As regular readers of this blog will know, I very much appreciate the work of Jan-Werner Müller, a political science professor at Princeton University. His book “What is populism?” is excellent, and I reviewed it in 2017. Müller’s definition of populism is that:
- populist leaders feel free to define “the” people as they please,
- they argue that this supposedly homogenous entity is being exploited by parasitic minorities and abusive elites, and
- they claim that their own movement directly represents “the” people, promising to set things right once again and denying all other political forces any legitimacy.
As Müller points out, populists’ visions are inherently undemocratic. The reason is that every nation is made up of a diversity of interest groups. The idea of “the” people living in harmony with itself without any dispute is authoritarian because it marginalises anyone who does not agree with the populists. The promise is unrealistic, and the vision is authoritarian. It is ultimately about suppressing dissent. Müller convincingly argues that a populist leader’s rise to power always amounts to a constitutional crisis. The reason is that the new government will:
- be unable to fulfil the promises,
- continue to hound supposed "enemies of the peopl"e and
- do whatever possible to subordinate independent institutions like the judiciary or the press to its whims.
According to Müller, moreover, the anti-elite stance of populists is mostly hollow propaganda, as their policy agenda tends to be driven by social Darwinism. Social inclusion is not their goal.
Donald Trump obviously fits the pattern, but AMLO does not. His idea of the nation embraces diversity. He has promised to represent all citizens regardless of their wealth, their race, their place of origin, religious faith or their sexual preferences. Unlike Trump, he has not demonised minorities, but pledged to improve the lot of the poorest.
Whereas Trump’s notion of “the” people is divisive, AMLO’s approach is inclusive. This difference might explain why Trump only got 46 % of the vote in 2016, whereas AMLO apparently won at least 53 %.
It is true, that both Trump and AMLO rely on anti-elite rhetoric. So far, however, Trump’s policies have been anything but anti-elite, and his anti-corruption rhetoric is obviously hollow, given that his family business is benefiting financially from his presidency, and he refuses to publish his tax returns. By contrast, AMLO, a former mayor of Mexico City, is not known for shady deals. His reputation, unlike Trump’s, is clean.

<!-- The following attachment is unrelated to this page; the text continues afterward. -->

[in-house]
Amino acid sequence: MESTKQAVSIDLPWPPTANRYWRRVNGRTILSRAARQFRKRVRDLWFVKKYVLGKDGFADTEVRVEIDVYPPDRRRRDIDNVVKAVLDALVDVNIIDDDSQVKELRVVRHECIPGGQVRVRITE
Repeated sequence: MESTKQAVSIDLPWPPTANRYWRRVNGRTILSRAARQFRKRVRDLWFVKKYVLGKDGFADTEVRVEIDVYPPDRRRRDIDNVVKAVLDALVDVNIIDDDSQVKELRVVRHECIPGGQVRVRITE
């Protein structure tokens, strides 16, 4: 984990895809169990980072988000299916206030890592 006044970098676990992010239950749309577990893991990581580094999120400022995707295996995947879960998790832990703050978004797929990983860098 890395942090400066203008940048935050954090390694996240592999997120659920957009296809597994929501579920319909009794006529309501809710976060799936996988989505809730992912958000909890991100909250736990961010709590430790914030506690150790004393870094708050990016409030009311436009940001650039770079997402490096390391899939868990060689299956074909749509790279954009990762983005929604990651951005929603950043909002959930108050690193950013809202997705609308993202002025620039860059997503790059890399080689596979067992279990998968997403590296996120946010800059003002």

Both leaders’ campaigns had in common that they denied the legitimacy of other political forces. The difference, however, is that Mexico’s establishment is indeed discredited. In the past 11 years, the war on drugs claimed 200,000 lives. In its context, all attempts to enforce the law have been counterproductive. This aggressive anti-gang campaign has actually resulted in more deeply entrenched drug lords. Increasingly, the criminal cartels have infiltrated government authorities and expanded into other businesses than drug trafficking. Corruption is widespread. It all adds up to statehood being fragile in some Mexican regions. This is a constitutional crisis, and it certainly started long before this election. Both the PRI and the PAN, the two parties past presidents belonged to, have largely lost the public's trust. In contrast, the Democrats in the USA are still a rather strong political party.
One thing I miss in Müller’s book is that it does not deal with the scenario of troubled democracies in which important political parties’ legitimacy is not fraudulently denied by their populist opponents, but have actually gambled away their legitimacy. In Mexico, the PRI and the PAN can no longer convincingly claim to offer solutions to the challenges of corruption and violent crime, so AMLO had ample reason to complain about “Mafia” influence. How could he not point out his opponents’ lack of legitimacy?
In a similar vein, I wonder how Democrats in the USA are supposed to treat the Trump-dominated Republican Party in the future. The Republicans have backed off from long-established norms of mutual respect as well as their own long proclaimed political principles (including, for example, family values, free trade or balanced budgets). How can Democrats not point out these double standards and the loss of legitimacy they imply?
How AMLO will perform in office remains to be seen. He will not be able to fulfil all of his promises, and some are worriysome. For example, he wants to cut the salaries of civil servants. That will prove difficult and – most likely – counterproductive. Governments that want to fight corruption must ensure that the civil service is paid well. While top-level bureaucrats may be overpaid in Mexico, lower-level administrative officers probably are not.
At this point, AMLO deserves the benefit of the doubt. He is facing huge challenges. It is a good sign that the candidates of the PRI and PAN have conceded that he won and have declared that they wish him well.
I’d like to conclude by adding one last thought: some media pundits warn that AMLO may contribute to destroying NAFTA and other trade agreements, should he clash with Trump on these matters. Such worries are overblown for one simple reason: at this point, Trump seems to be determined to disrupt the existing multilateral order as best he can. G7 leaders have been unable to contain his desire to do so. Trump obviously does not appreciate complex negotiations. If things go wrong, I’m pretty sure that leaders like Justin Trudeau, Angela Merkel or Emmanuel Macron will not be the persons to blame. Nor will AMLO.
Müller, J.-W., 2016: What is populism? Philadelphia: University of Pennsylvania Press (in German: Was ist Populismus? Berlin: Suhrkamp).